If you or a loved one is struggling with cocaine abuse, Harmony Ridge Recovery Center can help. Although detoxing at home as possible, it is not at all a safe option. Medical detox will help to ensure the process is done safely, and the patient leaves healthy. Upon leaving detox, inpatient, and outpatient treatment programs Will give the patient the correct tools and life skills that are necessary for long-term recovery.
Cocaine Addiction Treatment Options
Cocaine addiction rehab programs will usually begin with medical detox, followed by multiple different phases of recovery care. Depending on the length and the intensity of the addiction to each patient’s needs, treatment options will be inpatient or outpatient rehab, individual and group therapy, and also dual diagnosis treatment.
Inpatient Rehab for Cocaine Addiction
During inpatient rehab treatment, the patient will live in our facility here at Harmony Ridge Recovery Center under the care of nurses, clinicians, and doctors. This will allow around the clock access to professionals in a supportive drug-free environment. As a patient works through treatment, they will step down to additional levels of care while receiving fewer hours of programming per week. These included partial hospitalization programs and intensive outpatient care.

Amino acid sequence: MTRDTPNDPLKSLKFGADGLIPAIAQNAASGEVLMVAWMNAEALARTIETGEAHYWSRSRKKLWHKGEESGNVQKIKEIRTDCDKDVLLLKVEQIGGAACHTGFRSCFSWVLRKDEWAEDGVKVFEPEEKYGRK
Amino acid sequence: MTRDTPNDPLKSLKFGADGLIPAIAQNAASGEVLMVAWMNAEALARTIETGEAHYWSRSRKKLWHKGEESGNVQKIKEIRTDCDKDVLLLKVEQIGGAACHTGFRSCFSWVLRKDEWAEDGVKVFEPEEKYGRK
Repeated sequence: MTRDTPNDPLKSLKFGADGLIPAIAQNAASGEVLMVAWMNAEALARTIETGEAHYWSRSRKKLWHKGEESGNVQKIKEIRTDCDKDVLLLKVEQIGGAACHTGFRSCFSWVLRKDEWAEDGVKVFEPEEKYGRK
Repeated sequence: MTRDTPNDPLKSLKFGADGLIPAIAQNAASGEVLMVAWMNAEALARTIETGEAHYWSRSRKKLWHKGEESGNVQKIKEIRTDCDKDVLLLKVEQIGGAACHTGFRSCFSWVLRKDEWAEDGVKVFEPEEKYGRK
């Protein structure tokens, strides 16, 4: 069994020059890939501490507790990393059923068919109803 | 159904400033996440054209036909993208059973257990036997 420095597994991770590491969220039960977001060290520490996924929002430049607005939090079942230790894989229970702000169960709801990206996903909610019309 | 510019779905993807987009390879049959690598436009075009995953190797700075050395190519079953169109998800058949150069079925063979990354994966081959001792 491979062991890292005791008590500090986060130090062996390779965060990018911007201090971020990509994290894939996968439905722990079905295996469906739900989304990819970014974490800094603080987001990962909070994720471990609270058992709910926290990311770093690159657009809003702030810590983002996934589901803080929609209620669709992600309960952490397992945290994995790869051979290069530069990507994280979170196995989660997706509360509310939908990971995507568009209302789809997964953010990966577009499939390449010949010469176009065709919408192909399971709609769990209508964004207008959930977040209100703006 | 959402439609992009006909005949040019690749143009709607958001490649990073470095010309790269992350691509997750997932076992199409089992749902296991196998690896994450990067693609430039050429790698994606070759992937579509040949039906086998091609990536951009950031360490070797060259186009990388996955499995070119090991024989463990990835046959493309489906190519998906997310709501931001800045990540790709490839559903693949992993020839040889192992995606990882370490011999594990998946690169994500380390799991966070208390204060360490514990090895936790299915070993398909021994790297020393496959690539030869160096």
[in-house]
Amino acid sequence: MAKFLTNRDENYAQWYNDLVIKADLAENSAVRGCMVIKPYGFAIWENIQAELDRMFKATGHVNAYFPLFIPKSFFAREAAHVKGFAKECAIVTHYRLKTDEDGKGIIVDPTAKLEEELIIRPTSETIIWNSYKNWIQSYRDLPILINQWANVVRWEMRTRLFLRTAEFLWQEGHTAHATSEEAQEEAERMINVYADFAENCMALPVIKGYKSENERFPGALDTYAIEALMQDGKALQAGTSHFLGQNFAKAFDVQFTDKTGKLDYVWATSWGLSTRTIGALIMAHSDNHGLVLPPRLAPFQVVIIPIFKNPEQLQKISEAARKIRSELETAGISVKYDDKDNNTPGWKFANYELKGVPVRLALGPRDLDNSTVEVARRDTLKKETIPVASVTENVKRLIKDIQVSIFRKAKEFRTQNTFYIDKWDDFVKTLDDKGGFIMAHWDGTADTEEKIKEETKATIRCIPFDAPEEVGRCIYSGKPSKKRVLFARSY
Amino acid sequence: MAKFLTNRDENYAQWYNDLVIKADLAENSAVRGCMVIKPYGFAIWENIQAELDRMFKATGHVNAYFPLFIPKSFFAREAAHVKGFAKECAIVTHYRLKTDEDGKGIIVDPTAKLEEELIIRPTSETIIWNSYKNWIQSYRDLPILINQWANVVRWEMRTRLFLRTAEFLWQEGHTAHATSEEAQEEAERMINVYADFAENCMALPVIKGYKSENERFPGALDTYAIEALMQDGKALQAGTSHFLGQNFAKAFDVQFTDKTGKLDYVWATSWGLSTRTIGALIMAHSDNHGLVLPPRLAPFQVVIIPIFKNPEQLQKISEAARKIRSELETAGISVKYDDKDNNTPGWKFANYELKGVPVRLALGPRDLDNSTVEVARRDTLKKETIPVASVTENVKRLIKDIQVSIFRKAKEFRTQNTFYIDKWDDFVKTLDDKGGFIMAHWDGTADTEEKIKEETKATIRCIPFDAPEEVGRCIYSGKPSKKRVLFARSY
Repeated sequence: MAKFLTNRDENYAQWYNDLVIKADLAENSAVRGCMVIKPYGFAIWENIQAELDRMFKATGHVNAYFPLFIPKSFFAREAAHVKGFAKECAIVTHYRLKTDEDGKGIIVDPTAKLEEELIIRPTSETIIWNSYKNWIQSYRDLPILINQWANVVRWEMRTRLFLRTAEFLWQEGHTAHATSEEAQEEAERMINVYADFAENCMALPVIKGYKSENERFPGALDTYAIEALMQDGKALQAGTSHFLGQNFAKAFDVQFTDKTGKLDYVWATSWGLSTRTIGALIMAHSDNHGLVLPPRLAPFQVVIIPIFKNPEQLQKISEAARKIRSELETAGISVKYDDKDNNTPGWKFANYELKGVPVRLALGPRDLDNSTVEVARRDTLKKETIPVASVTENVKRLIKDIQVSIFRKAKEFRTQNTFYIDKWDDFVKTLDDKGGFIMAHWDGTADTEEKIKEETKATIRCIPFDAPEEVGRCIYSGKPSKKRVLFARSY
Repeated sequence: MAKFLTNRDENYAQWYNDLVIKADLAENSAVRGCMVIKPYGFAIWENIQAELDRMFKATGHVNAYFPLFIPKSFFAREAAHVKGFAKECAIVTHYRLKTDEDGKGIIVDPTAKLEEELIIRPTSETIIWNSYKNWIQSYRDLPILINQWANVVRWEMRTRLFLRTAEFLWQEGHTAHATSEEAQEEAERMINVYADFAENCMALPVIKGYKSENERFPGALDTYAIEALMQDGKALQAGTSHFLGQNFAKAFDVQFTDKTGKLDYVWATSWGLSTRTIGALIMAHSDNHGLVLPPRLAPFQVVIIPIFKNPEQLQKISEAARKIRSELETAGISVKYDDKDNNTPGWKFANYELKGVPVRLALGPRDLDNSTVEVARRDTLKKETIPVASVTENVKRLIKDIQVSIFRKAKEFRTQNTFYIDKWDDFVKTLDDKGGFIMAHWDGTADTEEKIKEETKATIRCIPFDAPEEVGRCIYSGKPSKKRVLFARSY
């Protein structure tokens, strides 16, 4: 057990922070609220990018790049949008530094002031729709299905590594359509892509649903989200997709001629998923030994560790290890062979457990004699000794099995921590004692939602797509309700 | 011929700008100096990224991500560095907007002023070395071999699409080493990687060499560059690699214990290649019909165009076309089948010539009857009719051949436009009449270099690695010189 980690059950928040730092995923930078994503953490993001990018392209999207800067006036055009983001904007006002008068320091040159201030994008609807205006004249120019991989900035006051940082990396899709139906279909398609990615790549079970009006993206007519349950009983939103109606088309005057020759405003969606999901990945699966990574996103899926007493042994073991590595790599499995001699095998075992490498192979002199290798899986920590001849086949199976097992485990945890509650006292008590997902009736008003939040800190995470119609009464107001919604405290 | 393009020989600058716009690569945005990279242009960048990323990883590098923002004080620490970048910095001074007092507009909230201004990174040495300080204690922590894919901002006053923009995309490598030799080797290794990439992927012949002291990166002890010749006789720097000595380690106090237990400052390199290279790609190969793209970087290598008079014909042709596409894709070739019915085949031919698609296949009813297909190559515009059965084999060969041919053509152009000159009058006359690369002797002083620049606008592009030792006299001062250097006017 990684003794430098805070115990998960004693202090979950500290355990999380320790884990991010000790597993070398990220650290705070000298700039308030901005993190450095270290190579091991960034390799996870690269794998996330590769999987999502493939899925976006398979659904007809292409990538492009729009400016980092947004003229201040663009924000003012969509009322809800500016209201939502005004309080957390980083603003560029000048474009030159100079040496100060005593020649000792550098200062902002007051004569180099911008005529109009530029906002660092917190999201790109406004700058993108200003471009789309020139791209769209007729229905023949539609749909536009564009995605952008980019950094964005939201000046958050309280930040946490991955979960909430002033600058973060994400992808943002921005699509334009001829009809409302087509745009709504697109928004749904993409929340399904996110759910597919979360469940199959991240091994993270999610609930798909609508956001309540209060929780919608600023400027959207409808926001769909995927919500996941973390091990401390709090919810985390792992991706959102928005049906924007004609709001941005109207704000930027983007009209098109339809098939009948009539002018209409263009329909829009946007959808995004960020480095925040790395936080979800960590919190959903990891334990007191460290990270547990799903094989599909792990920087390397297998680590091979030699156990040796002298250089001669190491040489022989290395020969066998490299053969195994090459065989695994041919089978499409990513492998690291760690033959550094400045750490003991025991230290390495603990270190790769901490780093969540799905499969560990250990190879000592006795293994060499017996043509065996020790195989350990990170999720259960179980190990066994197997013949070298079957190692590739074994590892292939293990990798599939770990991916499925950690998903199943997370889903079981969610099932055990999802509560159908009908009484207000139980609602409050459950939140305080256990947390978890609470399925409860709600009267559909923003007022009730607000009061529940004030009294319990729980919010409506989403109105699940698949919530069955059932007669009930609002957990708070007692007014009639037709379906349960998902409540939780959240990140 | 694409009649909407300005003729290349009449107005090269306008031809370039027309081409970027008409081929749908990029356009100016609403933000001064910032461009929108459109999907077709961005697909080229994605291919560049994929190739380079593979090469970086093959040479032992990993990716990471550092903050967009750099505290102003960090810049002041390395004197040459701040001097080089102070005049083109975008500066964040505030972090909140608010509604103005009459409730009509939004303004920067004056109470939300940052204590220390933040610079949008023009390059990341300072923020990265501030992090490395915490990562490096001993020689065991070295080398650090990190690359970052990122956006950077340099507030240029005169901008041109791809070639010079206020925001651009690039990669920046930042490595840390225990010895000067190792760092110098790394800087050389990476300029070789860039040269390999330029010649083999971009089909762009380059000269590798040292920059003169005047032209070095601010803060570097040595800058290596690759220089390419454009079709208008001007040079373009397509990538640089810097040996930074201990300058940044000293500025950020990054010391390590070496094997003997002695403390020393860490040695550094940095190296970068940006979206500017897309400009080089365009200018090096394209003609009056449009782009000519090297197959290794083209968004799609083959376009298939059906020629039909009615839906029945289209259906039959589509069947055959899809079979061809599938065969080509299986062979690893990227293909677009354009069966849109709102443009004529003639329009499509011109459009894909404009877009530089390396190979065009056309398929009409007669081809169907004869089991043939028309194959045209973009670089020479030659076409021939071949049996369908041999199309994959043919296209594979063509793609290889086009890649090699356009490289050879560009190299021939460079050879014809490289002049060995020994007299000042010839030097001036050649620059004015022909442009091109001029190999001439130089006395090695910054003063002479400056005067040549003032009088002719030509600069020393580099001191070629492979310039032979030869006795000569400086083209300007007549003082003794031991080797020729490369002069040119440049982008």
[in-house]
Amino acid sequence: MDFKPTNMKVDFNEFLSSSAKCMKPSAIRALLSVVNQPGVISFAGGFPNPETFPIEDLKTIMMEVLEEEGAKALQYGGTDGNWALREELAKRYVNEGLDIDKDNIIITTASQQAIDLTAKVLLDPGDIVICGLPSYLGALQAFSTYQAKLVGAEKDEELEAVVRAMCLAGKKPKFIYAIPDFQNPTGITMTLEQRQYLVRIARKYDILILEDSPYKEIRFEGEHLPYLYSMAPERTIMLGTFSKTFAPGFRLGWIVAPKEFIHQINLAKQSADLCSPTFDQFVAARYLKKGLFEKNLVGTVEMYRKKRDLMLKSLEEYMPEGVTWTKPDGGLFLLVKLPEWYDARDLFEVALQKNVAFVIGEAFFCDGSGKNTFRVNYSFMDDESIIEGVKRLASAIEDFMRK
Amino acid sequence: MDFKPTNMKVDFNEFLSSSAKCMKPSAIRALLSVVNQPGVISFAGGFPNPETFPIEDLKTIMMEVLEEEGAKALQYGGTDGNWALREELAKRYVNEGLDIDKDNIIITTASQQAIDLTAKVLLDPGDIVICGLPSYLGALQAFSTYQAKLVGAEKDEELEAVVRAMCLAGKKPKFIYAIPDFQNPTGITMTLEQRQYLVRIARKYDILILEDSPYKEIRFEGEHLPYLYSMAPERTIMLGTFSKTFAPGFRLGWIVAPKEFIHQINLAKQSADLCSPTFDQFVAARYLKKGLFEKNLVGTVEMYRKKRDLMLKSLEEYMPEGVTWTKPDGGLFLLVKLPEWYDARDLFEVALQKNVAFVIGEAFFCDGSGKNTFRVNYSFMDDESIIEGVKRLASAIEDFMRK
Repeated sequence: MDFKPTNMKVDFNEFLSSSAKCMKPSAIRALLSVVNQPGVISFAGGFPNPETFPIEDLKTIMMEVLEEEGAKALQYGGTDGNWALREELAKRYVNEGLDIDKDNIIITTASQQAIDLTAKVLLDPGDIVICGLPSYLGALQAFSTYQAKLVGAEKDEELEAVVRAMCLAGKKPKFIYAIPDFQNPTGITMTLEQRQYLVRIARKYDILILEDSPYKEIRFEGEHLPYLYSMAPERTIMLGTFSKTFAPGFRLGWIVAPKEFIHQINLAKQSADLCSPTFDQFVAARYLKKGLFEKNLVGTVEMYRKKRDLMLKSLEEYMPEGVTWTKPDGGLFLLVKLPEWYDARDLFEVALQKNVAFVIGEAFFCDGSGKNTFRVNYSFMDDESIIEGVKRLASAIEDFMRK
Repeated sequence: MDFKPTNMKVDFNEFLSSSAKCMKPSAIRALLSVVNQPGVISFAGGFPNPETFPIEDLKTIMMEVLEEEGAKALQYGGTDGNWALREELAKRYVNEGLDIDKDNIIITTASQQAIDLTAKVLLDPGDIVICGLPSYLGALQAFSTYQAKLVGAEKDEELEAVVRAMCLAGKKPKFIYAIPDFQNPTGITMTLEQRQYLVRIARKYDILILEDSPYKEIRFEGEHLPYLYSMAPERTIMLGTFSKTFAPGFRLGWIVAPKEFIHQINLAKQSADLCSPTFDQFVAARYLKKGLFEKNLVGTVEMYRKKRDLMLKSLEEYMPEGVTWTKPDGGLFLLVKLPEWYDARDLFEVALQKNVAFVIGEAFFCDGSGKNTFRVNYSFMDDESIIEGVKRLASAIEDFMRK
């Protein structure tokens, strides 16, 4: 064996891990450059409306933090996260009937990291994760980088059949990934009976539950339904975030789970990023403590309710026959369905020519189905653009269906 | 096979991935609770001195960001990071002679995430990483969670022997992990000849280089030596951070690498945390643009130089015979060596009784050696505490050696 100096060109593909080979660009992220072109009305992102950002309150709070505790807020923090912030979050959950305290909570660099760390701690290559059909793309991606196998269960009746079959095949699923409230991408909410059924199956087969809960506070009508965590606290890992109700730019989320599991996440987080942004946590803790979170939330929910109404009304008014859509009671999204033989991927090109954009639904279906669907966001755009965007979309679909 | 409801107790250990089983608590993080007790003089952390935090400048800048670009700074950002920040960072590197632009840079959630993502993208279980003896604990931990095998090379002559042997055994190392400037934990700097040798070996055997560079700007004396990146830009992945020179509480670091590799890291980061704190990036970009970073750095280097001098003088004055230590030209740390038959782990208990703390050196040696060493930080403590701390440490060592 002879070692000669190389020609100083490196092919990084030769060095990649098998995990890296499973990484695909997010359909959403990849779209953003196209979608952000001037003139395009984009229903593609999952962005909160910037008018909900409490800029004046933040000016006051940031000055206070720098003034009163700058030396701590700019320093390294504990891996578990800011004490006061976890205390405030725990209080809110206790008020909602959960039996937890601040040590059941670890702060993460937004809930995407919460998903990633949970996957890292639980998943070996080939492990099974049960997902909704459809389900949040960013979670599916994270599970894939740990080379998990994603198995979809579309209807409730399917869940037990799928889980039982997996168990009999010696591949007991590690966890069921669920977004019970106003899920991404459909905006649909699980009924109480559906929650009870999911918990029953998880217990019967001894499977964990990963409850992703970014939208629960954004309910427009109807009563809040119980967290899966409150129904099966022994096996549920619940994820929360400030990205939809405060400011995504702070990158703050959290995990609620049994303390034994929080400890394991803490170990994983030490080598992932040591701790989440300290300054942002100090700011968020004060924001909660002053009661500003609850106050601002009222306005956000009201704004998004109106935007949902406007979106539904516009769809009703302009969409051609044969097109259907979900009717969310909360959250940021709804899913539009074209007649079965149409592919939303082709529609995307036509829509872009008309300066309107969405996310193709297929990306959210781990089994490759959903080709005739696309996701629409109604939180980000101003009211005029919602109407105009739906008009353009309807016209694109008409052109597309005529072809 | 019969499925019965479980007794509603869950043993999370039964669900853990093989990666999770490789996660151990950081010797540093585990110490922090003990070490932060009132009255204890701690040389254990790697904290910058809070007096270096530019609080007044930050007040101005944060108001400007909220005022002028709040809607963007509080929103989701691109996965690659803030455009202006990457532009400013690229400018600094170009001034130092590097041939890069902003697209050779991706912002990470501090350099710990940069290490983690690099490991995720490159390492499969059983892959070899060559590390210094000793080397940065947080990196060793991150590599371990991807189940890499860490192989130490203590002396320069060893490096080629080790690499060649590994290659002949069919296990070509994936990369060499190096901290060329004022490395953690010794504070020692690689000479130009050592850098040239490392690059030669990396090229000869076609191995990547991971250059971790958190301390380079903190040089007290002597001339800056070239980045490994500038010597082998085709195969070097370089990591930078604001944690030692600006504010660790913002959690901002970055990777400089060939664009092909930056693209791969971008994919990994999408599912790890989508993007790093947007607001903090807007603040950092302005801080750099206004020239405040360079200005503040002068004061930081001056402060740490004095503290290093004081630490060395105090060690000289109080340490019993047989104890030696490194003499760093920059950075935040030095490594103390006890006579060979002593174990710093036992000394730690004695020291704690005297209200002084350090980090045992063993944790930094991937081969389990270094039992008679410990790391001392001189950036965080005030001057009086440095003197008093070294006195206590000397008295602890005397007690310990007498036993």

Outpatient Rehab for Cocaine Addiction
Outpatient rehab is built for patients with less severe addictions who have other obligations like a job, school, or people depending on them. During outpatient rehab, the patient will live offsite in a sober living home or their own home pending it’s a supportive environment. Each patient will create a custom part-time schedule for the treatment they’ll fit around their home and work responsibilities. For the patients participating as a portion of the continuum of care, outpatient rehab treatment will provide a supportive opportunity to transition out of cocaine treatment more smoothly.
Individual and Group Therapy for Cocaine Addiction
Regardless of the type, therapy is a vital part of every successful treatment program. During cocaine rehab treatment, most patients will take part in individual cognitive behavioral therapy to speak with the counselor about the psychological dependency that is coupled with cocaine addiction.
The patients will also take part in group therapy. During those sessions, group members will bond with each other in recovery while sharing their personal experiences and getting a new perspective into the multiple factors that play into addiction. Both of these methods have been proven to help build and encourage individuals in recovery.